Michelle Tompkins yearns for the good old days at Le Rendezvous
36-39 Haydon Street, Swindon SN1 1DT Tel: 01793 526111
WHEN Le Rendezvous opened its doors a decade ago it was with a great big fanfare, and justifiably so.
A sister restaurant to the hugely successful Rendezvous in Theatre Square, it was a highly-polished, glittering addition to the Swindon restaurant scene and, for a while at least, the swankiest place to be seen in the town.
When I last visited three years ago, the place was still bustling with customers, the ambience alive with the chatter and laughter of happy diners enjoying a good night out.
Which is why I insisted on booking ahead for our recent dinner date. “It can be really difficult to get a table,” I assured my partner, who was a Rendezvous novice and clearly not in the know. “If we don’t book, we might not get in.”
Errmmm, cut to a Friday night a couple of weeks ago and we pull up outside the distinctive building in Haydon Street. “This is an odd place for a restaurant,” he mused, “...and it doesn’t look all that busy.”
That was something of an understatement. Our arrival at 8.30pm boosted the grand total of tables occupied to three and we felt a bit like intruders as we took our seats in the subdued room.
It was soon apparent that all the pizzazz and sparkle I remember is sadly beginning fade. The elaborate, embossed wallpaper is scuffed and peeling, the twinkling lights in the ceiling are no longer working, our table scratched and worn.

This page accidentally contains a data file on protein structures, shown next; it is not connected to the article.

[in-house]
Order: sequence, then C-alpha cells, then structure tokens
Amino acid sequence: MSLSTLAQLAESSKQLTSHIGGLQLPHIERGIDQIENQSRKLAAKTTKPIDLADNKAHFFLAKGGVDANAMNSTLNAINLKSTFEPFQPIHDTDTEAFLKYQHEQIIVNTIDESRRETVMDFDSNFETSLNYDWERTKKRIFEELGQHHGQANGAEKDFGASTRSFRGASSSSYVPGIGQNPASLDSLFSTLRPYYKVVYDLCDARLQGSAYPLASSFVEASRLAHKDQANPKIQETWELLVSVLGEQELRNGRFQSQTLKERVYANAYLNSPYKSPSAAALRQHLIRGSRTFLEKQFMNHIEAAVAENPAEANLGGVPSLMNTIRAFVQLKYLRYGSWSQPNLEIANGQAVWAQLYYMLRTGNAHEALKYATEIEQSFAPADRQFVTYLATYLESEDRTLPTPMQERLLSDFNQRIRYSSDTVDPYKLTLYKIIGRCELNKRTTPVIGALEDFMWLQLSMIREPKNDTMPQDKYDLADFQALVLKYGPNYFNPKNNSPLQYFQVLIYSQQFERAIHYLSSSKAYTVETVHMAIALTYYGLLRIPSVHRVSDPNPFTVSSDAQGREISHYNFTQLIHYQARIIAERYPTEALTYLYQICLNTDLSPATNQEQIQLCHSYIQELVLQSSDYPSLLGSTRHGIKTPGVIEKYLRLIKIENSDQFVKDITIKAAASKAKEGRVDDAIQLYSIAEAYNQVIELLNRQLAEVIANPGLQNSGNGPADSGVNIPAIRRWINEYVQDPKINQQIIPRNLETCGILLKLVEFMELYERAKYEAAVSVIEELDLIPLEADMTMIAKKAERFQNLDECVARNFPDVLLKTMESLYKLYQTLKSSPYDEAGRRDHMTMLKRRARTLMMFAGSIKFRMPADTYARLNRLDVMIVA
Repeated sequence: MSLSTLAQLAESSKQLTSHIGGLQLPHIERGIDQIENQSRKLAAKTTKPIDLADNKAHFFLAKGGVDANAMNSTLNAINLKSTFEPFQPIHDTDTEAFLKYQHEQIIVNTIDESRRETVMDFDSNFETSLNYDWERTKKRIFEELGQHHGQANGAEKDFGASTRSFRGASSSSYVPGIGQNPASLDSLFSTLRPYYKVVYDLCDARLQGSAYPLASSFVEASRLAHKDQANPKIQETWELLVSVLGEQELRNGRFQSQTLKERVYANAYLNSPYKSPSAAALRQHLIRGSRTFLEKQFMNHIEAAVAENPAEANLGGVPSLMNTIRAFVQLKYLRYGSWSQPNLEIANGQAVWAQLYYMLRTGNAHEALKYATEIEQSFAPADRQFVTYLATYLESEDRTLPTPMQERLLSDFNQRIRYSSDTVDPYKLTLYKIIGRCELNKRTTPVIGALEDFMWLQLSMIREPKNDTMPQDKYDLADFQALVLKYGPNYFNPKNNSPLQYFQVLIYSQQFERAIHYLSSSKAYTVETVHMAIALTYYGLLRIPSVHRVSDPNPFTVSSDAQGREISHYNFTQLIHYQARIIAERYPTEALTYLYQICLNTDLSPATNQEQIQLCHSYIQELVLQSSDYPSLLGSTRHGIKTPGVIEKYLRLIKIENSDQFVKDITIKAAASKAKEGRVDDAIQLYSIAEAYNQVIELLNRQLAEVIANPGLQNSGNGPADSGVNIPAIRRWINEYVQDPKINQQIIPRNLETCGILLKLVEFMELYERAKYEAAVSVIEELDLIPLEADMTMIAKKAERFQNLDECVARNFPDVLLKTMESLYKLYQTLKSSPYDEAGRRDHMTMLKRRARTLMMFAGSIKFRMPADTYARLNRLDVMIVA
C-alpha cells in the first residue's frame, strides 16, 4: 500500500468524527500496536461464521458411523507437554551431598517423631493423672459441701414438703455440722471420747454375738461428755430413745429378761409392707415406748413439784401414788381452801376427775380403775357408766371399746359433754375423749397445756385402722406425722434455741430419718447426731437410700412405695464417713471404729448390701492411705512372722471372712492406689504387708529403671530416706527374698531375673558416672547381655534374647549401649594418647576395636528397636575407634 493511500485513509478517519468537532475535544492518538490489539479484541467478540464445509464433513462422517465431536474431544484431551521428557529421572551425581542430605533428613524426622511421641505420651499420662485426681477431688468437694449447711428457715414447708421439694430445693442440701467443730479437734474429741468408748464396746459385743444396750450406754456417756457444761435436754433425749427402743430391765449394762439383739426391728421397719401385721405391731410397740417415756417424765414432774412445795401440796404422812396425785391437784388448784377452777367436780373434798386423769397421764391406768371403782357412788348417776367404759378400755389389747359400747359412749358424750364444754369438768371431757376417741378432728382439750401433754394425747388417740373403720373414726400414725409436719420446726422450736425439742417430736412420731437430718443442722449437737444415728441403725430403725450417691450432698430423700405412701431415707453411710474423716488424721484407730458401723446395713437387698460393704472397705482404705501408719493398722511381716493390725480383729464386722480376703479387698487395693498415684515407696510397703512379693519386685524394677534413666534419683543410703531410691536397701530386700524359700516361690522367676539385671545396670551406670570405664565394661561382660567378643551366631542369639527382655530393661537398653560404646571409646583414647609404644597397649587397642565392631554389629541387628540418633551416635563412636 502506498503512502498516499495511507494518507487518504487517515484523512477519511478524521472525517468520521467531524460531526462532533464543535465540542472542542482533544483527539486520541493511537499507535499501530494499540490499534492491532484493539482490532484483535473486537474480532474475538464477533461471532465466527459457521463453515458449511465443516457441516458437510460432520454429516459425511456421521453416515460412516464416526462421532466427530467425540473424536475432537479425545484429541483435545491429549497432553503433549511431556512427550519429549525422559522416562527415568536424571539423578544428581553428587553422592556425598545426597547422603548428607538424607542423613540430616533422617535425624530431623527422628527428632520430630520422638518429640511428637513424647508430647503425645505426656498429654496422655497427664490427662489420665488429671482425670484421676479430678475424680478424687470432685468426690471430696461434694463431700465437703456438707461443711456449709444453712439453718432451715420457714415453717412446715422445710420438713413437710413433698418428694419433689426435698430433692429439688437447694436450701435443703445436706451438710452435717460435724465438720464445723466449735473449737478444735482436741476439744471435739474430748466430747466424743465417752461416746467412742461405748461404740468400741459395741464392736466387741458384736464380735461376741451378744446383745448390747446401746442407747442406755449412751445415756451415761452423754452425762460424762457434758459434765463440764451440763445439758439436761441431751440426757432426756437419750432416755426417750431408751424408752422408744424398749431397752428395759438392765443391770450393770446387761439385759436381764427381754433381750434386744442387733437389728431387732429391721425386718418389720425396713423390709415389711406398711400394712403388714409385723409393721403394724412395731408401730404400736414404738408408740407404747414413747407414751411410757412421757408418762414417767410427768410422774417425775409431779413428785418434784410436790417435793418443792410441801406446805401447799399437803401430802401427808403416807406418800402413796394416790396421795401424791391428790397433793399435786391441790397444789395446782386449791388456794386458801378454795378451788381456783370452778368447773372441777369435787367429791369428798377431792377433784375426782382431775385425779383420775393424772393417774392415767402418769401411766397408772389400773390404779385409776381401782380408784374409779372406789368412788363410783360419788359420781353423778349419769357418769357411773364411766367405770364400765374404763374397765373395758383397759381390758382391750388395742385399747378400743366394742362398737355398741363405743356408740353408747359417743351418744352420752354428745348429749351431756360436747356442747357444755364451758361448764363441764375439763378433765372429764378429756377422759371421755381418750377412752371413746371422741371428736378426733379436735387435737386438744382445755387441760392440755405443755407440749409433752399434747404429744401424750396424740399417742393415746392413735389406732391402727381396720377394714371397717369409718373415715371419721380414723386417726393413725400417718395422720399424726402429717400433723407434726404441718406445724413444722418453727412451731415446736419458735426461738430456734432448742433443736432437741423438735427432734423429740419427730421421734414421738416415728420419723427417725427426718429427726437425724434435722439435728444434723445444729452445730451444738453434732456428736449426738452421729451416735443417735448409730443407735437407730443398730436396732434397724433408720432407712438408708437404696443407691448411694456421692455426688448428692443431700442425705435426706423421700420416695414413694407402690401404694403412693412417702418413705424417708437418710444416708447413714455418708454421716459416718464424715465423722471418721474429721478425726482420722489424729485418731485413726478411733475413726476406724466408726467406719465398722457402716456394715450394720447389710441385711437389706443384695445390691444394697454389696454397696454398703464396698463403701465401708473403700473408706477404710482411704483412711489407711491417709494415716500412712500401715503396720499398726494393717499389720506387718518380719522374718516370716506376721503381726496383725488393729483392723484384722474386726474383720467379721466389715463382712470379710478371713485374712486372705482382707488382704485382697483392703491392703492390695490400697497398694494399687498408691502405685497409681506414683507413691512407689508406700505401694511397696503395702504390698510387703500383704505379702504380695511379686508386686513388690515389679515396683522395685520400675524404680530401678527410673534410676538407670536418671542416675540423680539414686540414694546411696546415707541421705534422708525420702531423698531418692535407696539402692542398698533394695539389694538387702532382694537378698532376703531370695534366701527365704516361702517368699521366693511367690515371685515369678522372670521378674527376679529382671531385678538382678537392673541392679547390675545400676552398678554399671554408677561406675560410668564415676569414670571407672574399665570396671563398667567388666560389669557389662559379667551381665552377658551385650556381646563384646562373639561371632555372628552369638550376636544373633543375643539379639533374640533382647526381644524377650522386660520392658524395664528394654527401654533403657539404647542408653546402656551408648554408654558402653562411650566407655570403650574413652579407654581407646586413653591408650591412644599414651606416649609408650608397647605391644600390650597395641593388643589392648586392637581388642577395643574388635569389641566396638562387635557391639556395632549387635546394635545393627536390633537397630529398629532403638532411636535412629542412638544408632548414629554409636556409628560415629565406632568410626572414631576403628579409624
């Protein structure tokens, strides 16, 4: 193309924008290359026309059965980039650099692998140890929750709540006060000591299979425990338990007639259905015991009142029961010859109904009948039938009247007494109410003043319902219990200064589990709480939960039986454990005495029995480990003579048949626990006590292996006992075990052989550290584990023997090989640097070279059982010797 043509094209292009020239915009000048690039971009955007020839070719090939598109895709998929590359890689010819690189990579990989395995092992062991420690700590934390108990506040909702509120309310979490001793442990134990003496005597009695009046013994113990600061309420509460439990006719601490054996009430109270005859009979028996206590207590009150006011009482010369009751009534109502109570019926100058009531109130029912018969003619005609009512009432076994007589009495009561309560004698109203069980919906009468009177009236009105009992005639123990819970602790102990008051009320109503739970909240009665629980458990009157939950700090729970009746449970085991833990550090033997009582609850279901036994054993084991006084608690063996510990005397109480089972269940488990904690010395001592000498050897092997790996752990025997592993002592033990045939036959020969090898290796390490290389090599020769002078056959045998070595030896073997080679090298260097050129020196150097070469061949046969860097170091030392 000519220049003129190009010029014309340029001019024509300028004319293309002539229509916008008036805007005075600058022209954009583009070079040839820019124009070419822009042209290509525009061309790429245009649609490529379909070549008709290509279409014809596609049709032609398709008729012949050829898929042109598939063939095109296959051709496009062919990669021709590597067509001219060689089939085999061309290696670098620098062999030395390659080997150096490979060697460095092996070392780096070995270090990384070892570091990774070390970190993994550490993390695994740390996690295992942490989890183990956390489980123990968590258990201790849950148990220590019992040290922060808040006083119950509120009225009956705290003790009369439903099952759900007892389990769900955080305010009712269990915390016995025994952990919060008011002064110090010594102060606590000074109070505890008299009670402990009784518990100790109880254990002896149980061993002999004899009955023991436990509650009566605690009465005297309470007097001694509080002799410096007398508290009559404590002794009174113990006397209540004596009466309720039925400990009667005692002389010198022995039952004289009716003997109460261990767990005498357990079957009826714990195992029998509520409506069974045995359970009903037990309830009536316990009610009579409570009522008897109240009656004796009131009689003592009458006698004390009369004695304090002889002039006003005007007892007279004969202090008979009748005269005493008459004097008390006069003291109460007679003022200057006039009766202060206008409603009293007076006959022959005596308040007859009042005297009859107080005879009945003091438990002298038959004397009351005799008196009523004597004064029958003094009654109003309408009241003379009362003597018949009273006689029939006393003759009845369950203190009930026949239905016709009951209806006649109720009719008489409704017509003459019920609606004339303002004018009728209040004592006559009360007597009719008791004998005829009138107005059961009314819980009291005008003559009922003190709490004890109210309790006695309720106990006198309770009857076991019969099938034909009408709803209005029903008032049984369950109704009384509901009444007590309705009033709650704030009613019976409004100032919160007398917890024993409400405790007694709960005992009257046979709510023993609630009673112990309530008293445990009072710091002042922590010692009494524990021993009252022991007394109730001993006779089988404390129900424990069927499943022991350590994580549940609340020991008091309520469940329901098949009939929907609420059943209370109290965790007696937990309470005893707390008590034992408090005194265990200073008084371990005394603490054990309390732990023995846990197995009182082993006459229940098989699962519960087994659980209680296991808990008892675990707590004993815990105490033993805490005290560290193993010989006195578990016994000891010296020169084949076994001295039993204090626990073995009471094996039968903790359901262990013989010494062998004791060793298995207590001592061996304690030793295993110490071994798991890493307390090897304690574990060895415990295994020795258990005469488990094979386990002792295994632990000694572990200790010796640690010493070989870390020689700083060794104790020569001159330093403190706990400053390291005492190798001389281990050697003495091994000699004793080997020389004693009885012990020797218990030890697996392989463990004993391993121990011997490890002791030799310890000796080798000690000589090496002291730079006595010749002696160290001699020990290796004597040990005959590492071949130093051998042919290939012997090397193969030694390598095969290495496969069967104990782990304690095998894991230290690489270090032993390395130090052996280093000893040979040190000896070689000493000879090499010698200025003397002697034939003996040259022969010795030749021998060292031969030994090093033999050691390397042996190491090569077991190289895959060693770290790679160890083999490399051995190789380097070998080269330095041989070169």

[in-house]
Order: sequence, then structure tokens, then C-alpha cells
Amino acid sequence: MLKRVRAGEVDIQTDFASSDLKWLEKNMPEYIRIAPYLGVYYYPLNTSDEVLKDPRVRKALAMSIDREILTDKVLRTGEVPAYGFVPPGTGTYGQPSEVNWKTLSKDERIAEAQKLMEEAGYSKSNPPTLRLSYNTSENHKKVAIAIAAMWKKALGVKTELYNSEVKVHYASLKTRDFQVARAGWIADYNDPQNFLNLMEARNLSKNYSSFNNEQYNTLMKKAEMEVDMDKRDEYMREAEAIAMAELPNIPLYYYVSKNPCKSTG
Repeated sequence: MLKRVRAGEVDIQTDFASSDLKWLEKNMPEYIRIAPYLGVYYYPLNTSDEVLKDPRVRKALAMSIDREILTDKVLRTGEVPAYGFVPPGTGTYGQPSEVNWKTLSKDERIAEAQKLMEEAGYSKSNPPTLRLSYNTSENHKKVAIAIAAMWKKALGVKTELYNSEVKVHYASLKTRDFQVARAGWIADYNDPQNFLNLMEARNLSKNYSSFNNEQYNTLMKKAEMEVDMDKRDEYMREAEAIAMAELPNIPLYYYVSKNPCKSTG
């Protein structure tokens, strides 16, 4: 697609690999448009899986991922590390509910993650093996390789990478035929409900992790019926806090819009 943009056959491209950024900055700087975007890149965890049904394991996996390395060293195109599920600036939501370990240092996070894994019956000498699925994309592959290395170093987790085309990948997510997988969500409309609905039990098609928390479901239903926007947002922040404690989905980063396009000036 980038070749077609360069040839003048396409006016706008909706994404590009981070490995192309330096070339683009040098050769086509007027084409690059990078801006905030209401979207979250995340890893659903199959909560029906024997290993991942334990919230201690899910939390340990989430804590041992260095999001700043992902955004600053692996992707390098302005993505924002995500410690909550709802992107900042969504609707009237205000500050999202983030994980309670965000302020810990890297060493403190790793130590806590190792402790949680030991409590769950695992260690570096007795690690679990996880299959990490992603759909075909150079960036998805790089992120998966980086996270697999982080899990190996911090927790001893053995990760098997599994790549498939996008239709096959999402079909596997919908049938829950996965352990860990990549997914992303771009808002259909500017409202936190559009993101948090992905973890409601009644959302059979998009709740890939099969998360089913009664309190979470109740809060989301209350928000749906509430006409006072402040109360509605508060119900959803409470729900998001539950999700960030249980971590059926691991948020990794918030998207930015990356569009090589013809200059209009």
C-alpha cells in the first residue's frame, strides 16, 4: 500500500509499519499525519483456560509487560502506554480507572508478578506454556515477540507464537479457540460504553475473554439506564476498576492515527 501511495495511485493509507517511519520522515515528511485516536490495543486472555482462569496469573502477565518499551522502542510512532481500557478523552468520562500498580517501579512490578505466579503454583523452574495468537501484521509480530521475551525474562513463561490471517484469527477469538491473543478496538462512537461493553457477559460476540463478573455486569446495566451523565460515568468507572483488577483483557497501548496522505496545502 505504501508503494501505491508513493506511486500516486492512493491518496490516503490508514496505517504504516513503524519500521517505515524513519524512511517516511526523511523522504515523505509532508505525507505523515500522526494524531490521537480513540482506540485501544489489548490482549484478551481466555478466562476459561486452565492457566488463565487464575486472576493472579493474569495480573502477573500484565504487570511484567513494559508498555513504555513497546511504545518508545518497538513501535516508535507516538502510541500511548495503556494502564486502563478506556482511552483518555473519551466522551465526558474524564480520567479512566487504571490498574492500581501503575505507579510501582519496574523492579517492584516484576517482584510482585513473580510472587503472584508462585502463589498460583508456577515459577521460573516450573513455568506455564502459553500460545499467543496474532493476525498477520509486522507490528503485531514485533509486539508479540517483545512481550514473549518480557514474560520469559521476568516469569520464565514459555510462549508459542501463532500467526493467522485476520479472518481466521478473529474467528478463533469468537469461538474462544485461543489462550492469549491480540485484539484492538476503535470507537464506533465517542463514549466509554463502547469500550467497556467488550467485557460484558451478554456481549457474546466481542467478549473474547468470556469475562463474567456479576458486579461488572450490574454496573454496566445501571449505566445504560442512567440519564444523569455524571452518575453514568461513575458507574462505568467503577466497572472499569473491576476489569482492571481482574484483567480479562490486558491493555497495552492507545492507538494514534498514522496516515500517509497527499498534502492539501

What on earth has happened? How can such a successful venture – a place where many a celebration has been held, many a champagne glass raised – be allowed to get so tired and flat?
Hungry and too embarrassed to get up and leave, we persevered with the menu, which was always one of the highlights of a trip to Le Rendezvous. All of the dishes can be ordered a la carte, but the best way to make the most of the food here is with the all-you-can-eat menu (£19.95 a head on Friday and Saturday), which allows you to keep the dishes coming, as long as you can finish them.
And I’m glad to say that while the front of house decor may be lacking these days, the standards in the kitchens have not slipped.
We started with a platter of hors d’oeurves – satay sticks, seaweed, spring rolls, ribs and the like – which immediately managed to put a smile back on our faces. Packed with rich flavours and everything piping hot, these had clearly been freshly cooked, and were presented with some pride.
We opted for crispy duck pancakes next (something rarely found on an all-you-can-eat menu) and they too were superb, with plenty of duck meat, bowls of sweet plum sauce and loads of pancakes to stuff it all in.
Already feeling the strain, we the went for two mains and two sides to share, conscious of the warning on the menu that any uneaten dishes ‘may be charged for’.
Our special fried rice was laced with juicy prawns and pieces of pork, and I was pleased to see the sweet and sour pork dish was heavy on the crunchy vegetables.
But the stars were the chicken in black bean sauce – a sauce not too starchy, but deep with flavour – and, a surprise hit, the beef noodles, which were packed with crispy, fried slices of steak.
As we left – the very last ones remaining in the restaurant at 10pm and consequently feeling conspicuous – we felt full and satisfied, if not fully satisfied.
I only hope Le Rendezvous finds its way back to the good old days.